Here is what I learned on the second day of the nips workshops where I went to the deep bayesian networks workshops.

I feel like I should take a second to define precisely what the workshop is about. In a nutshell, it’s about trying to combine Bayesian methods and deep neural networks. On paper this seems like a great idea to augment Bayesian methods with the flexibility of neural networks. However, it is a path that really emphasizes the key weakness of Bayesian methods: the fact that it is riddled with computational problems.

The initial idea that people have been using to deal with the computational problems is “variational inference” (minimizing the “reverse” Kullback-Leibler divergence )

The two highlights of the day were a first talk by Zoubin Ghahramani who gave a nice history lesson on Bayesian neural networks. We do tend to get a little bit caught up in what we are doing, and it’s great to have these talks from time to time to remember the giants whose shoulders we are standing on. The second highlight was a tribute to one of those giants, David Mackay who passed away earlier during the year, by Ryan Adams. I didn’t know Prof. Mackay, but this was a very moving talk and it painted a very vivid picture of him. He seemed like a great guy, and an even greater scientist. He will be missed.

An intriguing idea (which was presented several times during the whole conference) was entitled “Stein variational inference”. It consists in finding a cloud of points to approximate a target probability distribution according to an objective that is reminescent of . I’m not sure how much this differs from using a sparse kernel-based approximation of the log probability of the target distribution. They also had a deep network method that was reminescent of generative adverserial networks.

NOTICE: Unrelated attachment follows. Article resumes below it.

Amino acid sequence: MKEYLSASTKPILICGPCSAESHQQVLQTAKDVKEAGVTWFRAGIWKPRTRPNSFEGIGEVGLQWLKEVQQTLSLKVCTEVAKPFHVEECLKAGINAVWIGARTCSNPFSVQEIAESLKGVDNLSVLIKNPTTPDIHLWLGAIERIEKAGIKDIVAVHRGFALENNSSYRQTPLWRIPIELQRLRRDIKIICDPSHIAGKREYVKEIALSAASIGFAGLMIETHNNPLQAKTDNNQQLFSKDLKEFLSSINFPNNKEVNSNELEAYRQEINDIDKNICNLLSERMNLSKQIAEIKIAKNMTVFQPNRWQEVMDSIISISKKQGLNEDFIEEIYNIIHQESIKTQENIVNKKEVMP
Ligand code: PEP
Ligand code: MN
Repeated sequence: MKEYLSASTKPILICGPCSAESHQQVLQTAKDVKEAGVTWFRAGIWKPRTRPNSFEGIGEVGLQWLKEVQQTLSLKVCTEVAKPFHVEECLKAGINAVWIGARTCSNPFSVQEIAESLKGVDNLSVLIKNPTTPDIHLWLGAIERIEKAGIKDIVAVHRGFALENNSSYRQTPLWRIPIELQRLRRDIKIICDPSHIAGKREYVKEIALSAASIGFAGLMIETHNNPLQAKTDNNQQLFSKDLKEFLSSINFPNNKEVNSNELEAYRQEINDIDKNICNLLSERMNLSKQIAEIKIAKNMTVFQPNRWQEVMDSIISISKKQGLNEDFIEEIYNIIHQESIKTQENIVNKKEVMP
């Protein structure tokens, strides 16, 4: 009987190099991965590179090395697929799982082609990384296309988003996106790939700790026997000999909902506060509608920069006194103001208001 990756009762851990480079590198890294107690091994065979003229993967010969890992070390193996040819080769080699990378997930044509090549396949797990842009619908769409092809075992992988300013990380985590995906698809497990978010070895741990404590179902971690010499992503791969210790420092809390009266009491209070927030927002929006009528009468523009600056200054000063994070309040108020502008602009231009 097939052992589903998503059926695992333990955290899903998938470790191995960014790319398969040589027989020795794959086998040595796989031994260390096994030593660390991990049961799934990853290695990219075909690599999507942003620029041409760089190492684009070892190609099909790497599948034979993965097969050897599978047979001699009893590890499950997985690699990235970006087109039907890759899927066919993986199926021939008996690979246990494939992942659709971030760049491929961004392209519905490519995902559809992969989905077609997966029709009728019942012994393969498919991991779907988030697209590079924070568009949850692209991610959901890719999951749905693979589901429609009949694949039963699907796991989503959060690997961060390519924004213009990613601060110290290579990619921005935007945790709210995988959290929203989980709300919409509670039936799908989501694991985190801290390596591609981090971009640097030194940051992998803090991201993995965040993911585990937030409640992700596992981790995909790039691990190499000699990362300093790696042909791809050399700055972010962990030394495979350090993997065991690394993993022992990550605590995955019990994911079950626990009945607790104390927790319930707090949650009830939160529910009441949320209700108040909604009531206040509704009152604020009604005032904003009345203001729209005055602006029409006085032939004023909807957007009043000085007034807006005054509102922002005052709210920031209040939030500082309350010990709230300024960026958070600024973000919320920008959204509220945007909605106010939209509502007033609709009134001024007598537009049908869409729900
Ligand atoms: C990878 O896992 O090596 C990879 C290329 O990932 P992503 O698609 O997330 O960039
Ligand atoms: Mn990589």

This has a lot of interesting flavor with the combination of Stein’s method and variational inference and kernel-methods so I definitely need to look at it further

At this point, I was pretty saturated so I just couldn’t follow anymore, but the panel discussion which closed the workshop was pretty great. I’m guessing that these panels are growing on me after all. I really didn’t like them last year at nips, as well as the few that were in the cosyne workshops (I remember one at cosyne that was particularly unproductive). It really depends on the panel and the public’s comment… but it can be great. Overall, I liked the first day of the workshops more, but I’m guessing that, quite simply, that workshop simply aligned a bit more with my interests than today’s one. It was still great though.